About the Book
Through detailed analyses of those who became loyalists, Minty argues that would-be loyalists came together long before Lexington and Concord to form an organized, politically motivated, and inclusive political group that was centered around the DeLancey faction. Following the DeLanceys' election to the New York Assembly in 1768, these men, elite and nonelite, championed an inclusive political economy that advanced the public good, and they strongly protested Parliament's reorientation of the British Empire.
For New York loyalists, it was local politics, factions, institutions, and behaviors that governed their political activities in the build up to the American Revolution. By focusing on political culture, organization, and patterns of allegiance, Unfriendly to Liberty shows how the contending allegiances of loyalists and patriots were all but locked in place by 1775 when British troops marched out of Boston to seize caches of weapons in neighboring villages.
Indeed, local political alignments that were formed in the imperial crises of the 1760s and 1770s provided a critical platform for the divide between loyalists and patriots in New York City. Political and social disputes coming out of the Seven Years' War, more than republican radicalization in the 1770s, forged the united force that would make New York City a center of loyalism throughout the American Revolution.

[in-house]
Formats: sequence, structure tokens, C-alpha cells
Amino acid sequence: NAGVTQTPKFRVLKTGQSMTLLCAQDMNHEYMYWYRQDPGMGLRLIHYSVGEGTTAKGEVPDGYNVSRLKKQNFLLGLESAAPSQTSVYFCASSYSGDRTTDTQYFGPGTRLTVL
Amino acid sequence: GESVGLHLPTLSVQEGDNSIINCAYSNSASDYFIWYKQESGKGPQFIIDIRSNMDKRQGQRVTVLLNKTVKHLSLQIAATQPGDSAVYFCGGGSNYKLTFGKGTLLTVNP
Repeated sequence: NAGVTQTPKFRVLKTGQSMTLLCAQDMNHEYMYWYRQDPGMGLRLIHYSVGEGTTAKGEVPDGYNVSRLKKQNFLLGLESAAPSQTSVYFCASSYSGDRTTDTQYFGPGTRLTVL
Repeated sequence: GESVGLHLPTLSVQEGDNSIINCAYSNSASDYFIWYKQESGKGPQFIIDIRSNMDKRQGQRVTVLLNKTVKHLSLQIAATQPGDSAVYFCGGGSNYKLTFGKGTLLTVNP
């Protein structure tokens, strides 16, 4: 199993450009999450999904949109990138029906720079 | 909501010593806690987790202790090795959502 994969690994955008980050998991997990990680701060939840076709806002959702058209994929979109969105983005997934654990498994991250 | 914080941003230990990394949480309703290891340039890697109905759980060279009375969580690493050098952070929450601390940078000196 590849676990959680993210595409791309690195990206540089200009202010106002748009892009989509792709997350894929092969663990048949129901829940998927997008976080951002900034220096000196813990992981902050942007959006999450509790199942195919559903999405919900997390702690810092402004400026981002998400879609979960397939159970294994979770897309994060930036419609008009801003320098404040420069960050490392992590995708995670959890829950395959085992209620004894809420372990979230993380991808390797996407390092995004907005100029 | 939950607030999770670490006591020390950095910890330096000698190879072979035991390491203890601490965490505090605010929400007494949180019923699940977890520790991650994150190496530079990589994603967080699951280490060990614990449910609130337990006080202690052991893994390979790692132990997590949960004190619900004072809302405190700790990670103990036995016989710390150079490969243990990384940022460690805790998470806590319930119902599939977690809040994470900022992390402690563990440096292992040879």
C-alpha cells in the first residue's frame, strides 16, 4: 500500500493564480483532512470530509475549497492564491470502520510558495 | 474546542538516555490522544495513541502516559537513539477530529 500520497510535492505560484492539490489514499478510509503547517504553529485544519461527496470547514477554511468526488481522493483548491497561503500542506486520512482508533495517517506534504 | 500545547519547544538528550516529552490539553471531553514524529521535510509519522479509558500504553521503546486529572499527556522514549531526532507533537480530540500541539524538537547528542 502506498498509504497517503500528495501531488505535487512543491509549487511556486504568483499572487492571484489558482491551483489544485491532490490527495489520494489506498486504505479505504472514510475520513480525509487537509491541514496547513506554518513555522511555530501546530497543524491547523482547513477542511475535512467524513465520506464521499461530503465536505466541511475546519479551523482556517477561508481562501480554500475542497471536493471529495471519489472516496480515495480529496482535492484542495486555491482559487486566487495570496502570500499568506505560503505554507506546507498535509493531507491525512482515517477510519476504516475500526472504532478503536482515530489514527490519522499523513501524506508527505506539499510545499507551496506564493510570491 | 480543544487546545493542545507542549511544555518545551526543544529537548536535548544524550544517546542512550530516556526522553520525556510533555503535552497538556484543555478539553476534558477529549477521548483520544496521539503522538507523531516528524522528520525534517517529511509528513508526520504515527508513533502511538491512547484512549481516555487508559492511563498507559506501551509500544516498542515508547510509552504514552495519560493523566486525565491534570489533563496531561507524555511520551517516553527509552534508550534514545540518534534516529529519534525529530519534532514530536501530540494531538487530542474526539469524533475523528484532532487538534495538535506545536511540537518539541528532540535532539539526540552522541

About the Author
Christopher F. Minty is an editor at the Center for Digital Editing at the University of Virginia and a Fellow of the Royal Historical Society. He received both his BA and Ph.D. from the University of Stirling in Scotland. He previously served as a Bernard and Irene Schwartz fellow at the New-York Historical Society and Eugene Lang College, The New School; as assistant editor of the Adams Papers Editorial Project; and managing editor of the John Dickinson Writings Project.